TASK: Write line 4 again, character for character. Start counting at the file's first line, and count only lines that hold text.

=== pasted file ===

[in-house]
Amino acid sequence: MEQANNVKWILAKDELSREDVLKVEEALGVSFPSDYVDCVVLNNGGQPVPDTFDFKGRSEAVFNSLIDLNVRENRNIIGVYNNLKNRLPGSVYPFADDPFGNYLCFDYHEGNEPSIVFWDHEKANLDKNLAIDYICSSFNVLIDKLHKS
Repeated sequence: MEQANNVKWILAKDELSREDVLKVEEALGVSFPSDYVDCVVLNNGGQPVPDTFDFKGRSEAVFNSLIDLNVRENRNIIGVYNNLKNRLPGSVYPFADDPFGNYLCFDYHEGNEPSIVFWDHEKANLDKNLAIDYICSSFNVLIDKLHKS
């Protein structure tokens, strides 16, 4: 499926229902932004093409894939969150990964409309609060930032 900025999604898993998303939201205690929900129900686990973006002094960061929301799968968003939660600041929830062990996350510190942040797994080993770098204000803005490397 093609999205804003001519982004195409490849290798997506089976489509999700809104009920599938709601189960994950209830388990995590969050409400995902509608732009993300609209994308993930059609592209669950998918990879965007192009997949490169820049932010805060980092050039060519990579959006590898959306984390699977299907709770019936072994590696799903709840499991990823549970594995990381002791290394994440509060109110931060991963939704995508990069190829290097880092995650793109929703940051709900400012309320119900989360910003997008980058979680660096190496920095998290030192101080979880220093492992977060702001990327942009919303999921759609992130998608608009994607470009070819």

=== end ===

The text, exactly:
């Protein structure tokens, strides 16, 4: 499926229902932004093409894939969150990964409309609060930032 900025999604898993998303939201205690929900129900686990973006002094960061929301799968968003939660600041929830062990996350510190942040797994080993770098204000803005490397 093609999205804003001519982004195409490849290798997506089976489509999700809104009920599938709601189960994950209830388990995590969050409400995902509608732009993300609209994308993930059609592209669950998918990879965007192009997949490169820049932010805060980092050039060519990579959006590898959306984390699977299907709770019936072994590696799903709840499991990823549970594995990381002791290394994440509060109110931060991963939704995508990069190829290097880092995650793109929703940051709900400012309320119900989360910003997008980058979680660096190496920095998290030192101080979880220093492992977060702001990327942009919303999921759609992130998608608009994607470009070819």